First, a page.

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Talking Hands

Hands speak volumes, transcending linguistic barriers to convey emotions, stories, and traditions. Though stereotyped as something negative or a form of communication to be ridiculed, Luca Vullo, global ambassador of Italian hand gestures, through his expertise and passion, shines a light on the cultural heritage behind Italy’s first language: hand gestures.


June, 2024

Luca Vullo edutains on Rai1's "Uno Mattina in Famiglia" with Italian gesture interpretations of opera arias.

Luca, do you believe Italian Hand Gestures should be recognized as a UNESCO-protected intangible cultural heritage?

L.V: I’m working very hard for this because Italian hand gestures are very complex and rich with a lot of messages inside. Experts of body language say that we are a Babylon of gestures, that we have a lot of different ways of saying the same things, changing the movements of the hands and the expressions on our face. I mean, we can talk one day only with our hands, only with our body language, no words.

When did the hand gestures come into the picture?

L.V: When I produced a documentary about Sicilian hand gestures called "La Voce del Corpo," it was a way to tell the world about how talented we are in communicating through body language. It is a talent, but it is often seen as a stereotype. It's our cultural heritage, a reflection of the mentality of our nation—and when I started researching this matter, I found a lot of data to back it up.

Let's reclaim authentic communication,

giving a voice to our body, to continue to be human.

When you changed your life and moved from Sicily to London, did you find that body language was an important tool?

L.V: Honestly, I never studied English. French was my language (though I never used it), but when I arrived in the UK at 32, I didn’t know one word in English, only "hello" and "bye-bye." It was very stressful being a professional producer and director with no way of communicating with anyone. I felt like I was in a trap. I had a lot to say but no windows to open to go through. It’s a very horrible feeling.

How did you survive and thrive without the language skills?

L.V: The first two or three months were very challenging, but after that, something clicked in my mind. I said, "It’s true. I don’t speak English very well, but I speak body language very well. I’m the best at it." So I started to put this on top of my communication. Plus, I realized, English people drink a lot to be more Italian, and Italian people drink a lot to speak better English.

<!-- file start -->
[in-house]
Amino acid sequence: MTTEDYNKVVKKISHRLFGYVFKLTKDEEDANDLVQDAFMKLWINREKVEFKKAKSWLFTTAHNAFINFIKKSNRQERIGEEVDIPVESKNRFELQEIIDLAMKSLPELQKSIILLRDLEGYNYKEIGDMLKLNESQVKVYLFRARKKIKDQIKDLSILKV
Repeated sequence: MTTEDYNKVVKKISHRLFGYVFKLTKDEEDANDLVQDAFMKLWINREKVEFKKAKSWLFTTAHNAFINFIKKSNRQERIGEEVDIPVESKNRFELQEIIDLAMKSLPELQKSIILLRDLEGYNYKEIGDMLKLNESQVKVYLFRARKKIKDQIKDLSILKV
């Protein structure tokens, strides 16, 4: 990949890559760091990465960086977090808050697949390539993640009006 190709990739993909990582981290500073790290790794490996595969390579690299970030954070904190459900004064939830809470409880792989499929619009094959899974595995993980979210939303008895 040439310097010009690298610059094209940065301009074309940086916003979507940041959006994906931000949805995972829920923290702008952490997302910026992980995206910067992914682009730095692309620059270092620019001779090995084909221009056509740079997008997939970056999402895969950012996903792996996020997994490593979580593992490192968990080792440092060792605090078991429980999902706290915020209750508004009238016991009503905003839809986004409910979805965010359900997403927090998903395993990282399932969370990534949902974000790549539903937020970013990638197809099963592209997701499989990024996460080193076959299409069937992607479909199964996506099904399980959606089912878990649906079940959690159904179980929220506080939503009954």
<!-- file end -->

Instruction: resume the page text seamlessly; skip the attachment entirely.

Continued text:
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What effect did your documentary have on the English public?

L.V: After the screening, everything started. The National Theatre in London asked me to be the coach of the opera of Pirandello, to coach the actors in Sicilian gestures, and I said, "Really?!" Then the university asked me if I was able to organize a Master Class about Italian gestures, and I said, "Of course," even though I was scared. But the challenge was my power. I converted fear energy into an energy of excitement. I started to do workshops in Liverpool, Manchester, Cambridge. The news started to spread all over the world, and they understood me. From there, I started to go around the world with my theatrical show and my workshops.

What do you think the pull is for people worldwide to want to understand Italian gestures?

L.V: I change their point of view. I remove the stereotype. Italian hand gestures are our cultural patrimony, and I can tell you why and from where, and the history about Italian hand gestures. I can also teach you how to use them to communicate.

Every year, many foreigners come to Italy to invest, to start a new life, but there’s one problem—they can’t speak the language. But you’re saying that you can move to Italy and even not learn the language and still communicate with people? Is it possible to live in Italy only using hand gestures?

L.V:  Of course! 75% of our communication is through the body (in Italy it’s about 90% more or less). That’s why I think it’s important to focus on body language. Learning it is easier than learning the language, and it’s fun. Why not?!

You say artificial intelligence is the new language, but your focus is human communication, can you unpack that?

L.V: I think artificial intelligence is advancing rapidly, and we need to grow on the opposite side because we seem to be going down. I believe there is a communication gap and an emotion gap. That's why I want to spend my life helping people become aware of this, reminding them that we are human. I aim to show them every day, through our work, family, and friendships, in every aspect, how to embrace their humanity. Let's reclaim authentic communication, giving a voice to our bodies, and continue to be truly human.

Credits: photo by Cinzia Capparelli


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